Gamete and embryo development are indispensable processes for successful reproduction. Cells involved in these processes acquire pluripotency, the ability to differentiate into multiple different cell types, through a series of events known as reprogramming that lead to profound changes in histone and DNA methylation. While essential for pluripotency, this epigenetic remodelling removes constraints that normally limit the expression of genomic sequences known as transposable elements (TEs). Unconstrained TE expression can lead to many deleterious consequences including infertility, so organisms have evolved complex and potent mechanistic arsenals to target and suppress TE expression during reprogramming. This review will focus on the control of transposable elements in gametes and embryos, and one important TE suppressing system known as the PIWI pathway. This broadly conserved, small RNA-targeted silencing mechanism appears critical for fertility in many species and may participate in multiple aspects of gene regulation in reproduction and other contexts.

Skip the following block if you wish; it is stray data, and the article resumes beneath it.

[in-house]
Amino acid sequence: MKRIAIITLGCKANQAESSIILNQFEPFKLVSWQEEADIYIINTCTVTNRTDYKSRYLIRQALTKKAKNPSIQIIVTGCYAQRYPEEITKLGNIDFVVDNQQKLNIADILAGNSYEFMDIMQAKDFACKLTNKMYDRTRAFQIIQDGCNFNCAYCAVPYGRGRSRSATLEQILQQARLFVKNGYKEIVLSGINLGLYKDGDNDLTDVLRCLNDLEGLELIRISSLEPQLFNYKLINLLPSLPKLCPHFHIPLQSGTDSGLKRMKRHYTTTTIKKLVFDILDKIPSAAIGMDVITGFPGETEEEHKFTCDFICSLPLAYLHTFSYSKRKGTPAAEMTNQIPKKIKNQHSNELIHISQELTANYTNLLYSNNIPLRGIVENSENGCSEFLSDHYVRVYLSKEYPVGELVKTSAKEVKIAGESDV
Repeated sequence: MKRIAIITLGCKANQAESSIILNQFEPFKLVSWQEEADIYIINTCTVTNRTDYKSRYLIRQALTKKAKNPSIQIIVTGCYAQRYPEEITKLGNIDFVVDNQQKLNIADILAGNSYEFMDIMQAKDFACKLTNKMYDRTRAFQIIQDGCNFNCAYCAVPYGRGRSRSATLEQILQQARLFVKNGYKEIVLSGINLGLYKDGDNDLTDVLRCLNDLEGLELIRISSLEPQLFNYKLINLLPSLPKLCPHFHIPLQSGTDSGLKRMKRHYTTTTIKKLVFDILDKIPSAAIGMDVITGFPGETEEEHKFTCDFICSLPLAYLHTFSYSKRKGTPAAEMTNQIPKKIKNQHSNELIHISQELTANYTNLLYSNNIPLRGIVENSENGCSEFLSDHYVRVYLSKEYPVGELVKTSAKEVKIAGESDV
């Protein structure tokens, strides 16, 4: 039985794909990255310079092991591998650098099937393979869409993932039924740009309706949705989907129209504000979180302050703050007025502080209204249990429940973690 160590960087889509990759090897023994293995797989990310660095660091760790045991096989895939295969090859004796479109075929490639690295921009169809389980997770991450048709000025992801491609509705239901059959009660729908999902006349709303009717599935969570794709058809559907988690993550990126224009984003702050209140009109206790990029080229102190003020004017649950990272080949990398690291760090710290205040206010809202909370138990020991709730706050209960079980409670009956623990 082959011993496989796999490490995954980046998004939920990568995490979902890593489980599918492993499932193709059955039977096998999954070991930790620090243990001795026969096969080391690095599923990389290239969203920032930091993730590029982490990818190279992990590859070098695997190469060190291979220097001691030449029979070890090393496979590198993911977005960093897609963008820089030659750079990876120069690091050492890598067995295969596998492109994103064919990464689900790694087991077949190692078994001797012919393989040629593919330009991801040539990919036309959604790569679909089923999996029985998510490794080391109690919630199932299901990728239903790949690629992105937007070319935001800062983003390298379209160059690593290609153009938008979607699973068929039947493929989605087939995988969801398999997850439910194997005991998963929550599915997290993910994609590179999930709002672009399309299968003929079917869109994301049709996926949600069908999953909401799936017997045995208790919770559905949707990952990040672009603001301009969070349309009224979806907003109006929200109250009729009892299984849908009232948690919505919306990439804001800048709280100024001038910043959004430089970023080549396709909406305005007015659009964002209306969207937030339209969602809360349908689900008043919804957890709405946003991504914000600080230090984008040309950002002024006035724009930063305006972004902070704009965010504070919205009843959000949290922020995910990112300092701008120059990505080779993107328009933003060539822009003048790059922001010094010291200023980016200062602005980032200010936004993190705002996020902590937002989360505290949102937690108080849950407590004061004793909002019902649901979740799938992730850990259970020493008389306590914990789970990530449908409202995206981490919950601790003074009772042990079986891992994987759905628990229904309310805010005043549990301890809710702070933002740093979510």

Keywords: Small RNA; embryo; gamete; oocyte; post-transcriptional; reprogramming; retrotransposon; testes.
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